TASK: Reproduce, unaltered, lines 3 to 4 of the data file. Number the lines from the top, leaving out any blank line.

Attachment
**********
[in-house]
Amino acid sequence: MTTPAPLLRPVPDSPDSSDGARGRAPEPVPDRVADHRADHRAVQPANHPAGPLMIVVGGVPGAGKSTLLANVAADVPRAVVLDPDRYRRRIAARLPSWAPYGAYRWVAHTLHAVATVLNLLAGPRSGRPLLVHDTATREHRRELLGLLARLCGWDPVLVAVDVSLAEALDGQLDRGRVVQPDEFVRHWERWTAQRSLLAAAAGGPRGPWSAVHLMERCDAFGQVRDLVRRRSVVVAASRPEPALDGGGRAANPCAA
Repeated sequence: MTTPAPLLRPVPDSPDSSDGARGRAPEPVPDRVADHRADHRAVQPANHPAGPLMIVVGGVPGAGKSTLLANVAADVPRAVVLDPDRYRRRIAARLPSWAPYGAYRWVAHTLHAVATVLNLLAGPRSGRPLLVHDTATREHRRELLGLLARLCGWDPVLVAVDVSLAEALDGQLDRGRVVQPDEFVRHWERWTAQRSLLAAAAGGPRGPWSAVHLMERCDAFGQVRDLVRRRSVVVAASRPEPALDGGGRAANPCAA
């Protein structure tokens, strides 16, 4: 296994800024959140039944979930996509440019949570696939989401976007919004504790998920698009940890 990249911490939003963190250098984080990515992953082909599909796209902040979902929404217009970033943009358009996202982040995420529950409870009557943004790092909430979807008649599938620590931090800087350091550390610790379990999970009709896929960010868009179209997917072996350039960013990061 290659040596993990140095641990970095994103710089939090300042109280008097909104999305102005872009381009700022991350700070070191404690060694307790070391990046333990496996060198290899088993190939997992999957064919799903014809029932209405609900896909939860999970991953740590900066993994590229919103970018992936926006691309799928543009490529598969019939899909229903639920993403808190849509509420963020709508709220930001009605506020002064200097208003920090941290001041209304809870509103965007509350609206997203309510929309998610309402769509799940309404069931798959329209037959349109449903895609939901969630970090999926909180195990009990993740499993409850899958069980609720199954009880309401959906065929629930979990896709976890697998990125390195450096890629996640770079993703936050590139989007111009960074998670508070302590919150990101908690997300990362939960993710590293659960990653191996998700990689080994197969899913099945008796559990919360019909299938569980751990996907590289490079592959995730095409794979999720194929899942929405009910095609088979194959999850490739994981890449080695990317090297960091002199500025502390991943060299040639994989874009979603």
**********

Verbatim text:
Repeated sequence: MTTPAPLLRPVPDSPDSSDGARGRAPEPVPDRVADHRADHRAVQPANHPAGPLMIVVGGVPGAGKSTLLANVAADVPRAVVLDPDRYRRRIAARLPSWAPYGAYRWVAHTLHAVATVLNLLAGPRSGRPLLVHDTATREHRRELLGLLARLCGWDPVLVAVDVSLAEALDGQLDRGRVVQPDEFVRHWERWTAQRSLLAAAAGGPRGPWSAVHLMERCDAFGQVRDLVRRRSVVVAASRPEPALDGGGRAANPCAA
């Protein structure tokens, strides 16, 4: 296994800024959140039944979930996509440019949570696939989401976007919004504790998920698009940890 990249911490939003963190250098984080990515992953082909599909796209902040979902929404217009970033943009358009996202982040995420529950409870009557943004790092909430979807008649599938620590931090800087350091550390610790379990999970009709896929960010868009179209997917072996350039960013990061 290659040596993990140095641990970095994103710089939090300042109280008097909104999305102005872009381009700022991350700070070191404690060694307790070391990046333990496996060198290899088993190939997992999957064919799903014809029932209405609900896909939860999970991953740590900066993994590229919103970018992936926006691309799928543009490529598969019939899909229903639920993403808190849509509420963020709508709220930001009605506020002064200097208003920090941290001041209304809870509103965007509350609206997203309510929309998610309402769509799940309404069931798959329209037959349109449903895609939901969630970090999926909180195990009990993740499993409850899958069980609720199954009880309401959906065929629930979990896709976890697998990125390195450096890629996640770079993703936050590139989007111009960074998670508070302590919150990101908690997300990362939960993710590293659960990653191996998700990689080994197969899913099945008796559990919360019909299938569980751990996907590289490079592959995730095409794979999720194929899942929405009910095609088979194959999850490739994981890449080695990317090297960091002199500025502390991943060299040639994989874009979603």